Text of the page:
Lifting the veil on conflict, culture and politics
Taliban rocket attacks rise at Kandahar airbase
AS U.S. and NATO forces ramp up their operation against Taliban centres in southern Afghanistan, insurgents are fighting back with increasing numbers of rockets fired at the biggest coalition base of them all.
Several times a night now sirens blare at the sprawling Kandahar Air Field, known as KAF, which is home to 30,000 troops and support staff, while loudspeakers scream “rocket attack, rocket attack”.
At that point everyone is supposed to lie on the ground for two minutes to see out any impact, before moving out to sit in the closest shelters.
Such attacks used to occur only once every few weeks, but they are now happening several times a night or at least every few nights.
I rolled from bed in a tented media dorm at around 11pm last night and smacked on the floor, before heading out into the night. Sirens sounded again at almost 5am and a third time at 6am. Only once did I hear a low boom in the distance.
“They fire them from the mountains to the northwest and sometimes they hit pretty close,” an American officer told me while we sat bleary-eyed in a makeshift bunker of mobile concrete walls.
“After the siren sounds you only have a few seconds before the rockets hits and they rarely fire multiples.
“At night the aim for the lights, and most of the lights are here near the boardwalk,” he continued referring the dusty, sun-blasted square of shops that passes for a social centre.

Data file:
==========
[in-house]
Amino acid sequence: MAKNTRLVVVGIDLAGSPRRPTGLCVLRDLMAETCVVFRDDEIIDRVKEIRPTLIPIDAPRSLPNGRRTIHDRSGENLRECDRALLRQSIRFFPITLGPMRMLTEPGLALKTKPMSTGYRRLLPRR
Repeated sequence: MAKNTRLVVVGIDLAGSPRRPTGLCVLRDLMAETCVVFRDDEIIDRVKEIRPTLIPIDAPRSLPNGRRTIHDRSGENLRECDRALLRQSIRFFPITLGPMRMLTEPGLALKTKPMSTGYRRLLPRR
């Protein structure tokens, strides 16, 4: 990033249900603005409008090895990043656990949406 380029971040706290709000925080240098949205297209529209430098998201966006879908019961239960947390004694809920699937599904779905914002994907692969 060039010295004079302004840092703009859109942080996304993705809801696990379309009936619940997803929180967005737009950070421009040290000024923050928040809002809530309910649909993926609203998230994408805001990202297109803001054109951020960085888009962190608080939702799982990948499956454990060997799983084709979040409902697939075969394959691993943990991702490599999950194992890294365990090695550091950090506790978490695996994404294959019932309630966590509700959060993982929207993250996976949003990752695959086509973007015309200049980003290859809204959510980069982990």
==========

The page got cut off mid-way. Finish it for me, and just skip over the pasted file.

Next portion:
The KAF boardwalk includes KFC, pizza restaurants, carpet stores, coffee shops and huge tax-free PX stores dealing everything from laptop computers to cigarettes, sweets, DVDs, magazines and clothing.
Unguided rockets landing nearby by have caused injuries in the past, but such strikes are thankfully rare.
“They mean to hit the runway or the flight line, but they usually way overshoot or undershoot,” the officer says. “But they are certainly trying their luck more often.”
In the meantime, some KAF denizens are casual about the warnings, continuing their jogs or showering and ignoring the sirens completely.
Others pull chairs into the concrete bunkers and read books until the all-clear, or carry in take-out food to ensure meals are not interrupted by a rocket strike.
But not too many are that casual.
At breakfast in the huge cafeteria the other day I joined several hundred soldiers and airmen on the floor after an alarm, while a table of Canadian troops remained seated, laughing at the commotion and continuing with their meal.
“It’s just an oven alarm,” a sergeant at the table yelled to the room, while everyone else stood sheepishly.